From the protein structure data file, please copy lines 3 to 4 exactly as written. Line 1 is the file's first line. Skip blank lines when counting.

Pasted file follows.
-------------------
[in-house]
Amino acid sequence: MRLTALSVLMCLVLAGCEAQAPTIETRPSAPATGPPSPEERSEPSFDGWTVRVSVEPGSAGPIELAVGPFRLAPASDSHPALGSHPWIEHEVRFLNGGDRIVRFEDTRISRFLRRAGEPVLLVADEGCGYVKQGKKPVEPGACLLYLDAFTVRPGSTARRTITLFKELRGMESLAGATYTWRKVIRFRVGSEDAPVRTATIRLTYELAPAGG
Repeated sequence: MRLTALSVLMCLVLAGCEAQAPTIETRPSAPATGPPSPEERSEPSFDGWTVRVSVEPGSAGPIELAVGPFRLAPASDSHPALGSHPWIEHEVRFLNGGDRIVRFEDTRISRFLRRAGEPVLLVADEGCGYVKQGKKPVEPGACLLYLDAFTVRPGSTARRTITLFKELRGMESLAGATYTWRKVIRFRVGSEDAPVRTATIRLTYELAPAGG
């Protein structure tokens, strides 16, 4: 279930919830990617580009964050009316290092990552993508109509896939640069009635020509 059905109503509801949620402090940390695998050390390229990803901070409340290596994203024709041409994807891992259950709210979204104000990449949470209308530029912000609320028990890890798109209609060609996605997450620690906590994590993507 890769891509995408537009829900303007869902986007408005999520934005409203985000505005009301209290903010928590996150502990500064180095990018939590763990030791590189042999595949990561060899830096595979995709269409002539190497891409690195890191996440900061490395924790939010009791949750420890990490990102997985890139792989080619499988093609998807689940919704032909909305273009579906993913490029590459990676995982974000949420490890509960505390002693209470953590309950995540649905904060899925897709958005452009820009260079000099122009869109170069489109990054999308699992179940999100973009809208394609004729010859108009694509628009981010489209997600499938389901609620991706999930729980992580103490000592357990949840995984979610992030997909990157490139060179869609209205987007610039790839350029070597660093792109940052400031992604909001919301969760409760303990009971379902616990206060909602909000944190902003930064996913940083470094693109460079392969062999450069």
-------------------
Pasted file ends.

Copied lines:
Repeated sequence: MRLTALSVLMCLVLAGCEAQAPTIETRPSAPATGPPSPEERSEPSFDGWTVRVSVEPGSAGPIELAVGPFRLAPASDSHPALGSHPWIEHEVRFLNGGDRIVRFEDTRISRFLRRAGEPVLLVADEGCGYVKQGKKPVEPGACLLYLDAFTVRPGSTARRTITLFKELRGMESLAGATYTWRKVIRFRVGSEDAPVRTATIRLTYELAPAGG
């Protein structure tokens, strides 16, 4: 279930919830990617580009964050009316290092990552993508109509896939640069009635020509 059905109503509801949620402090940390695998050390390229990803901070409340290596994203024709041409994807891992259950709210979204104000990449949470209308530029912000609320028990890890798109209609060609996605997450620690906590994590993507 890769891509995408537009829900303007869902986007408005999520934005409203985000505005009301209290903010928590996150502990500064180095990018939590763990030791590189042999595949990561060899830096595979995709269409002539190497891409690195890191996440900061490395924790939010009791949750420890990490990102997985890139792989080619499988093609998807689940919704032909909305273009579906993913490029590459990676995982974000949420490890509960505390002693209470953590309950995540649905904060899925897709958005452009820009260079000099122009869109170069489109990054999308699992179940999100973009809208394609004729010859108009694509628009981010489209997600499938389901609620991706999930729980992580103490000592357990949840995984979610992030997909990157490139060179869609209205987007610039790839350029070597660093792109940052400031992604909001919301969760409760303990009971379902616990206060909602909000944190902003930064996913940083470094693109460079392969062999450069």